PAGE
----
The Famine Memorial, officially titled simply as Famine, is a memorial erected in remembrance of the Great Famine, which is also known as the Great Hunger or the Great Starvation and sometimes referred to as the Irish Potato Famine, mostly outside Ireland. During the period of mass starvation and disease in Ireland from 1845 to 1849, the country's population halved through death (one million) and emigration.

The memorial was created by Rowan Gillespie, and unveiled in 1997. The sculpture features five life-size figures dressed in rags, clutching onto their belongings and children. In 2007, similar figures where unveiled in Toronto, Canada's Ireland Park. The two memorials are supposed to show the emigrants leaving famished Ireland for a new life.
Sight description based on Wikipedia.
The Custom House

4) The Custom House

The Custom House (Irish: Teach an Chustaim) is a Neo-Classical 18th-century building in Dublin which houses the Department of Housing, Planning and Local Government. Located on the north bank of the River Liffey, on Custom House Quay between Butt Bridge and Talbot Memorial Bridge, it was designed by James Gandon to act as the new custom house for Dublin Port and was his first large-scale commission.

Construction started in 1781, and for his assistants, Gandon chose Irish artists, such as Meath stone-cutter Henry Darley, mason John Semple and carpenter Hugh Henry. Every available mason in Dublin was engaged in the work. By the time it was completed and opened for business on the 7th November 1791, the construction cost had amounted to £200,000 – a considerable sum at the time. The four facades of the building are decorated with coats-of-arms and ornamental sculptures (by Edward Smyth) representing Ireland's rivers. Another artist, Henry Banks, was responsible for the statue on the dome and other statues.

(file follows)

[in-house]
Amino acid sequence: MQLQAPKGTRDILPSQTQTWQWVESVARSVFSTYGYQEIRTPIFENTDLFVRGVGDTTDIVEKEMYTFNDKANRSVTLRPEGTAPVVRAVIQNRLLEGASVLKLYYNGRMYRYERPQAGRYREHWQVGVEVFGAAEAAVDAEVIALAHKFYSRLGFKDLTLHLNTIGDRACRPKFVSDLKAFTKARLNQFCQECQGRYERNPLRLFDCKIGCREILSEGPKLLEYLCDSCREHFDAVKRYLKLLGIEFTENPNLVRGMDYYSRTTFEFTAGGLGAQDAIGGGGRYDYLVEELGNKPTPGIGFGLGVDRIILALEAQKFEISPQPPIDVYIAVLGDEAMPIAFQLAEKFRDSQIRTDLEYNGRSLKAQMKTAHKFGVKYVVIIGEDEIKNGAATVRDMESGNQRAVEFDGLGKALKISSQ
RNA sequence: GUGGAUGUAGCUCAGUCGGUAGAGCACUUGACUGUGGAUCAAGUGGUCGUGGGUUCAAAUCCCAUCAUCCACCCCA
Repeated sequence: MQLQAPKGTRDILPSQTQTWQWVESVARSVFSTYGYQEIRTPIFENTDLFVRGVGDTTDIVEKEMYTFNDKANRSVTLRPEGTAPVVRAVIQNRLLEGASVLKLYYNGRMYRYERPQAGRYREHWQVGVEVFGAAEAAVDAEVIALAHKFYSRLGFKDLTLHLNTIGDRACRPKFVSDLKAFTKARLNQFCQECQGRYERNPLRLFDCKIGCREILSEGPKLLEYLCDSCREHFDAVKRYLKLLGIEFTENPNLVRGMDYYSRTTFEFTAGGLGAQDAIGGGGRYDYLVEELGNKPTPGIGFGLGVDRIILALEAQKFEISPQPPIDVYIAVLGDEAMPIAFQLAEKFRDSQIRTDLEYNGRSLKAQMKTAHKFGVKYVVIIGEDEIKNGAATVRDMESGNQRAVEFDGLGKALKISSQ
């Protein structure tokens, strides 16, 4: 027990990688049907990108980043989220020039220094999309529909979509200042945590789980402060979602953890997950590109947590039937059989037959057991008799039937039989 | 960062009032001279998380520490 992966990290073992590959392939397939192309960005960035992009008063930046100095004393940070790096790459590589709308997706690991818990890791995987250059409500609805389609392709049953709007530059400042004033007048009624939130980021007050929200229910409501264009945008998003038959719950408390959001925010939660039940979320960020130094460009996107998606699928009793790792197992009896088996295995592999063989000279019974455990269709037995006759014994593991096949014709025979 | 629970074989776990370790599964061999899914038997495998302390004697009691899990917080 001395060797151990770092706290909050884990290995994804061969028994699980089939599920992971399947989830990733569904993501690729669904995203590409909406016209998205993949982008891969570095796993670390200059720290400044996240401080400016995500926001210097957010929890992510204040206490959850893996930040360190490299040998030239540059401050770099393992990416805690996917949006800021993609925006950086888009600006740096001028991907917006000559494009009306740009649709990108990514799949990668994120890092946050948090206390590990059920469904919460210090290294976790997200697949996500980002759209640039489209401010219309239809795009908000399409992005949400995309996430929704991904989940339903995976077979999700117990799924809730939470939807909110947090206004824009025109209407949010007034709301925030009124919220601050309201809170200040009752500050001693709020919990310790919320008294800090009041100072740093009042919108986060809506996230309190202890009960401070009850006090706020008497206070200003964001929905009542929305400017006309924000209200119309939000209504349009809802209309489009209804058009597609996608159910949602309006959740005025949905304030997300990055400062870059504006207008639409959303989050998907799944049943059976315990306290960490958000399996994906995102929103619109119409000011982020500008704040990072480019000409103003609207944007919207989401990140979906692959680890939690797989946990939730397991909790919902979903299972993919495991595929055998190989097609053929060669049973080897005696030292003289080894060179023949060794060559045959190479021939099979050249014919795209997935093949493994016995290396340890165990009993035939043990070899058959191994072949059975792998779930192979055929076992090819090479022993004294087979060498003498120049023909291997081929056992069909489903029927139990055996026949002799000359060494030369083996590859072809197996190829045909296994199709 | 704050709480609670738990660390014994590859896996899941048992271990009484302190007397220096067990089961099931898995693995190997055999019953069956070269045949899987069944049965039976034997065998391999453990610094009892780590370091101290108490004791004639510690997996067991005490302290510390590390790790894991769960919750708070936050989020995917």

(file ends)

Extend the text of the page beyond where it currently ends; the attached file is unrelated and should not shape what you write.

Why You Should Visit:
One of the most beautiful buildings in the city, an architectural masterpiece of European Neo-Classicism.
On a nice day, there is a free to the public section, and if you go upstairs to the windows you can get a great view of Dublin.
Even if you can't manage to get inside, a stroll through the grounds is well worth the visit.

Best viewed from the south side of the river, which makes for the best photo opportunity.

Opening Hours:
Daily: 10am-4:30pm
Sight description based on Wikipedia.
Butt Bridge

5) Butt Bridge

Spanning the Liffey River at a slightly skewed angle, the Butt Bridge, one of Dublin’s most famous, joins Georges Quay to Beresford Place and the North Quays at Liberty Hall. The view of the river, Docklands and Custom House that greets you as you walk across the bridge is nothing short of spectacular.

The original predecessor on this site was a structural steel swivel bridge, which opened in 1879 and was named for Isaac Butt (who died that year), leader of the Home Rule movement.

The swing section, made of wrought iron and weighing 200 tons, ran on a series of cast spoke wheels and was powered by a steam engine, which was housed on a timber pier on the downstream side of the bridge. The swing action allowed boats to pass and berth in the river as far upstream as Carlisle Bridge (now O'Connell Bridge).